There isn't much real difference, no. Perhaps "tidy up/clean up" involves doing a more thorough job including discarding things, as opposed to just "tidy" which might imply merely making things look neat.
There is not a big difference but adding "up" conveys a sense of more complete. Tidy means to make somewhat tidier, while "tidy up" implies completing the job of making the room tidy. One of the meanings of "up" in the WRF dictionary
(particle) indicating intensity or completion of an action: he tore up the cheque, drink up now!
(1) "I'm going to tidy up the room."
(2) "I'm going to tidy up." (Direct object, such as "the room", is understood.)
(3) "I'm going to tidy the room." (Less frequent than (1).)
(4) "I'm going to tidy."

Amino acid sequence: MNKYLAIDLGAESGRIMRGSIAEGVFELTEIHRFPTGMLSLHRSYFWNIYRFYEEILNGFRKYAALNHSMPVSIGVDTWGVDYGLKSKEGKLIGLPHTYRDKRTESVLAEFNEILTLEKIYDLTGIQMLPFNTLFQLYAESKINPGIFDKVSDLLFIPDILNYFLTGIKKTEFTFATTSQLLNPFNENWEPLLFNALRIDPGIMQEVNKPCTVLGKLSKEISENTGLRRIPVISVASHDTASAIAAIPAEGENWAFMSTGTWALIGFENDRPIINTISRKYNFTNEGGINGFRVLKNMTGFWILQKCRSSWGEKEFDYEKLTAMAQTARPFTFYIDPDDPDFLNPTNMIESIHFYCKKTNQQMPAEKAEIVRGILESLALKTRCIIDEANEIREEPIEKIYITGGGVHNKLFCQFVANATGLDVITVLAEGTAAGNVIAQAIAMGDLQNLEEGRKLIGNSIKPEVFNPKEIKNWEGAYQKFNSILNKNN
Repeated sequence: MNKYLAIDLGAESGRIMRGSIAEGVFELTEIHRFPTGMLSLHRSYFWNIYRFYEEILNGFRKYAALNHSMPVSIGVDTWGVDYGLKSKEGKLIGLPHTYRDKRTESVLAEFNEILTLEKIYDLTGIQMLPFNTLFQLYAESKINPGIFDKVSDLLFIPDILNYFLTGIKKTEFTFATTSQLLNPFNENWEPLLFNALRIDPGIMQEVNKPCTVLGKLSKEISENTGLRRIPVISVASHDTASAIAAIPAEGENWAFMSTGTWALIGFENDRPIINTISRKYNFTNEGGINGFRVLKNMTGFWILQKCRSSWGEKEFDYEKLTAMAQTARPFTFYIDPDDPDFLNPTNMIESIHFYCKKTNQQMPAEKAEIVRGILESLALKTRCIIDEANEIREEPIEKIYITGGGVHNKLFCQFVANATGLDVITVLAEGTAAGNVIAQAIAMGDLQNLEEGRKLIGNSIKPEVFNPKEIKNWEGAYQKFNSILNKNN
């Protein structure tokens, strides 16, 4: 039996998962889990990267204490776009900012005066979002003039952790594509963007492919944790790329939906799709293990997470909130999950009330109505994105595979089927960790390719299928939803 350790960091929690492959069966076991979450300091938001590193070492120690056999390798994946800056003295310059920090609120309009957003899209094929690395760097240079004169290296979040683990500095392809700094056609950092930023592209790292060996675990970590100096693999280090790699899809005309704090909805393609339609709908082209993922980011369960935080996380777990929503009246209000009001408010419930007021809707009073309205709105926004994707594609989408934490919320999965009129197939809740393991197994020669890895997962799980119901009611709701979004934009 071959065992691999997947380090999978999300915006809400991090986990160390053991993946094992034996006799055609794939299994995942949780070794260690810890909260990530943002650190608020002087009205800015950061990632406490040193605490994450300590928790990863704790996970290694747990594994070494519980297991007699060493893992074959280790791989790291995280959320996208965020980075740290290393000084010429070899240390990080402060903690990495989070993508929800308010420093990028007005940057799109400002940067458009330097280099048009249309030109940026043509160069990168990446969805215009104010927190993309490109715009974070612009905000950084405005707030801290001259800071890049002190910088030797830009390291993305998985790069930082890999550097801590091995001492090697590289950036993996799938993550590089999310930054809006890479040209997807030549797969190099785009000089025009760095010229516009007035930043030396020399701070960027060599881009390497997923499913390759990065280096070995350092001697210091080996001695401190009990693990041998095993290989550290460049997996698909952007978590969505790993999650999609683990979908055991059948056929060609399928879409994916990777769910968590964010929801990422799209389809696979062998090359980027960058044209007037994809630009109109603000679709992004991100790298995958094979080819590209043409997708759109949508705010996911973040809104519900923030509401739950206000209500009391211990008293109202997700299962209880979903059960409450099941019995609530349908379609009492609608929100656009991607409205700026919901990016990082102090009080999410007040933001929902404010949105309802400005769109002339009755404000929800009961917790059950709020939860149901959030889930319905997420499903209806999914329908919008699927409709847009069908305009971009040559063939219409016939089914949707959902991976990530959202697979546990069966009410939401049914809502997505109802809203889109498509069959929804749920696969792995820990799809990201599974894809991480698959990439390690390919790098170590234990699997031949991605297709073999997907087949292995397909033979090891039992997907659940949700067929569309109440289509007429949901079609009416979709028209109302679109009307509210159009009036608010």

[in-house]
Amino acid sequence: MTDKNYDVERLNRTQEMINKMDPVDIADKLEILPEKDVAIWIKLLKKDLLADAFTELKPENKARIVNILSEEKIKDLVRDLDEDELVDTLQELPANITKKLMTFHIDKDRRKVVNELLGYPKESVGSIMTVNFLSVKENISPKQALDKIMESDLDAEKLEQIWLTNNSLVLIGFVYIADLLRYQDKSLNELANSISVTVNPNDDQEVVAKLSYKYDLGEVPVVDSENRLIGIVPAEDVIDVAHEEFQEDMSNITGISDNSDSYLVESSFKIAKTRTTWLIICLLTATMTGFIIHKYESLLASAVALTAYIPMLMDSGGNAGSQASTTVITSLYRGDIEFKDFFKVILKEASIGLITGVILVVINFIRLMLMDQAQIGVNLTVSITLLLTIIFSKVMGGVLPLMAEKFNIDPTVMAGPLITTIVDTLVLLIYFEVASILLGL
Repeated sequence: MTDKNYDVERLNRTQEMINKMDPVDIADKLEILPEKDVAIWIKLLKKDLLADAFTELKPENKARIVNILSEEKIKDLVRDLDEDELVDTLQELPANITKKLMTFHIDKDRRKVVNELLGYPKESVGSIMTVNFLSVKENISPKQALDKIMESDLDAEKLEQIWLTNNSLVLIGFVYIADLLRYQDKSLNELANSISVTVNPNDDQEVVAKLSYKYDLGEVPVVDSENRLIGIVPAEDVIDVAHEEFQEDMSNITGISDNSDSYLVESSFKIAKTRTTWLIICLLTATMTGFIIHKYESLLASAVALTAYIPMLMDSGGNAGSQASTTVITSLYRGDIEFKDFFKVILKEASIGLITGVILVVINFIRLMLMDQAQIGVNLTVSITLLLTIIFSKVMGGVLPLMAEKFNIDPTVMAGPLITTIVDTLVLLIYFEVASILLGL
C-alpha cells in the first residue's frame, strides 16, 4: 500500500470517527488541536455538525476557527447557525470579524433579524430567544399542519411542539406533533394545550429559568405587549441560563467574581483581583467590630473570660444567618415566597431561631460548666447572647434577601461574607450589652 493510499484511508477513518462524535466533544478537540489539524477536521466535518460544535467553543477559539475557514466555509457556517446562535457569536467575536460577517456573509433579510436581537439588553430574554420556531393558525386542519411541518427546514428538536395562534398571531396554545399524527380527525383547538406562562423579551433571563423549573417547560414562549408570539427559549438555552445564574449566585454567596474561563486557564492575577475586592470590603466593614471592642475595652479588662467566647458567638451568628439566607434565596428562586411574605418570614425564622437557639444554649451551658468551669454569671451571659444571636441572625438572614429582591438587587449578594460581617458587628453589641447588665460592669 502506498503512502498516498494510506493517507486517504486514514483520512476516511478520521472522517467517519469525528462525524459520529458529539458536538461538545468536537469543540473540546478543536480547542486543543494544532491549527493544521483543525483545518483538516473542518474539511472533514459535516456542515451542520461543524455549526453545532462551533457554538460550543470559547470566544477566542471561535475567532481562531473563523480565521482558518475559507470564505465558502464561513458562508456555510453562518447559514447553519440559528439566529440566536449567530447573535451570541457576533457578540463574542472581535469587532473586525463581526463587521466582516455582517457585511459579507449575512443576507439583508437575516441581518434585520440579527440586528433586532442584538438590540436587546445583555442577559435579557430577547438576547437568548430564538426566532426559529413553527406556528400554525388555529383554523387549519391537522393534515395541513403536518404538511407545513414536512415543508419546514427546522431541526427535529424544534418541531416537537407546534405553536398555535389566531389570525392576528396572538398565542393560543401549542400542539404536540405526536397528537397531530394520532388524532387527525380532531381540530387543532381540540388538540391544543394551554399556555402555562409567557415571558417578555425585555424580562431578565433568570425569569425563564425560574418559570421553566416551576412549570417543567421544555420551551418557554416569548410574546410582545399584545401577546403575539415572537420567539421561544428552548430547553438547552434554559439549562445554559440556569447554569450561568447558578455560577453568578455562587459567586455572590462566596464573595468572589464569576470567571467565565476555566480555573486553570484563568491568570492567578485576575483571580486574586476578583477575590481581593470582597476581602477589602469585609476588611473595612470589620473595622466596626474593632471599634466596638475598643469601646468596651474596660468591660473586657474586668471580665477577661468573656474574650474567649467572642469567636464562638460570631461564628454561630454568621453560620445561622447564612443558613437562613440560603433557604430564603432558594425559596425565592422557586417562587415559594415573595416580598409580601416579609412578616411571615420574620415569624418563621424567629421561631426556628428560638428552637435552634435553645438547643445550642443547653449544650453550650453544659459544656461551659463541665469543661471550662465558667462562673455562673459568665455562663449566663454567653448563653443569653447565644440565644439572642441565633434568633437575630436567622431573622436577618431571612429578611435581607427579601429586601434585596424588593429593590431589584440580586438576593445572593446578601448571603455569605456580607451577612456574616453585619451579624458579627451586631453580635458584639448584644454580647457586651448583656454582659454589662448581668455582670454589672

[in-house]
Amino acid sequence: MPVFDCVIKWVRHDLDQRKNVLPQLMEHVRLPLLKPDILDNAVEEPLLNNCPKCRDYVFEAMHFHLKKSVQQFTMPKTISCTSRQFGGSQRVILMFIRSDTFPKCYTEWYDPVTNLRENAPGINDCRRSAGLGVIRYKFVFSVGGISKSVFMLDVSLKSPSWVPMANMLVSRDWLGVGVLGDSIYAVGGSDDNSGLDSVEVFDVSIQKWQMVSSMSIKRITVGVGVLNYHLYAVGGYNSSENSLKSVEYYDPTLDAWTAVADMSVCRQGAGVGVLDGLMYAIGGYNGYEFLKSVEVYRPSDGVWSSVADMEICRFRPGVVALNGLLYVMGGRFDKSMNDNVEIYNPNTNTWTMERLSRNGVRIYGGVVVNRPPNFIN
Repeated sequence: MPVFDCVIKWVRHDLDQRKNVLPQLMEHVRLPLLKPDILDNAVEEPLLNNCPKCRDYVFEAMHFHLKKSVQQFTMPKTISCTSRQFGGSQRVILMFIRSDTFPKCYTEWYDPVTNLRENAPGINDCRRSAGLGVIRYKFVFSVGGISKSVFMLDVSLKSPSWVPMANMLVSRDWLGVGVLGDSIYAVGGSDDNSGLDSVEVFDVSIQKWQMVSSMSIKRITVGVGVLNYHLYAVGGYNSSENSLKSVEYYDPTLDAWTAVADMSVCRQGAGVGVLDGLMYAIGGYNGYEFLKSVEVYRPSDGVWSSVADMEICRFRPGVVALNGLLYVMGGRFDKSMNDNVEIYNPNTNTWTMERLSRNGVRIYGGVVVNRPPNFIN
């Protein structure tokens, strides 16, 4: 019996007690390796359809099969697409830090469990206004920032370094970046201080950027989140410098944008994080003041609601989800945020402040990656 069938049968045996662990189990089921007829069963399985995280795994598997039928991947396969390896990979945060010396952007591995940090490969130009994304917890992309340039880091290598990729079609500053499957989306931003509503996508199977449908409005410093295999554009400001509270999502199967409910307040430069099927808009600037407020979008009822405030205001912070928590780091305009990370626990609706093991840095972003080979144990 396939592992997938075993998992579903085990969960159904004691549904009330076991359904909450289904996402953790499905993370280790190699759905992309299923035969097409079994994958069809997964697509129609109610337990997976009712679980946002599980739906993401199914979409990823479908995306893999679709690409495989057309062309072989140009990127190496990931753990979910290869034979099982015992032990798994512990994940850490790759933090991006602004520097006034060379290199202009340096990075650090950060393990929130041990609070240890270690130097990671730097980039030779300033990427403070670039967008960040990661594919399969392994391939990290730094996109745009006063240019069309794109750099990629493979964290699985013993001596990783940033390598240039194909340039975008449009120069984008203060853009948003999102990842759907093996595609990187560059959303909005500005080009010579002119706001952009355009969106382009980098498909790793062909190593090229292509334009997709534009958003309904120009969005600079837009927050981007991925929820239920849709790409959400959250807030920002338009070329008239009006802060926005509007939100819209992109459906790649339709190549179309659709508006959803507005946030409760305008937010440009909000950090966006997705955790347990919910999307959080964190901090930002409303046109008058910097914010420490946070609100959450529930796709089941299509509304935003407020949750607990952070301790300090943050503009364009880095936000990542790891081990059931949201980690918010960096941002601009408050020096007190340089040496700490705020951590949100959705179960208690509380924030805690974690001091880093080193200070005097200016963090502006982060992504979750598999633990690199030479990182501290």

I was searching for the difference between 'tidy' and 'tidy up' and found this old post. I understand the meaning in above posts. But I wonder if this would vary by the items we're dealing with. For example, if it's a 'toy' not a 'room' should we say:
'1) Kids should tidy their toys.' Or '2) Kids should tidy up their toys.'?
I've never heard "toys" as the object of tidy or tidy up. To me, tidy and tidy up both have to do with the general appearance of a room or space. It can't be applied to specific objects. I can tidy up my desk but I can't tidy up my pencils, for example.
The verb "tidy" sounds odd to me without "up".
The same "up" is used with a number of verbs to mean "to completion".
To clean something up, to write up your notes, to grow up (grow to completion), to build up, to break up,...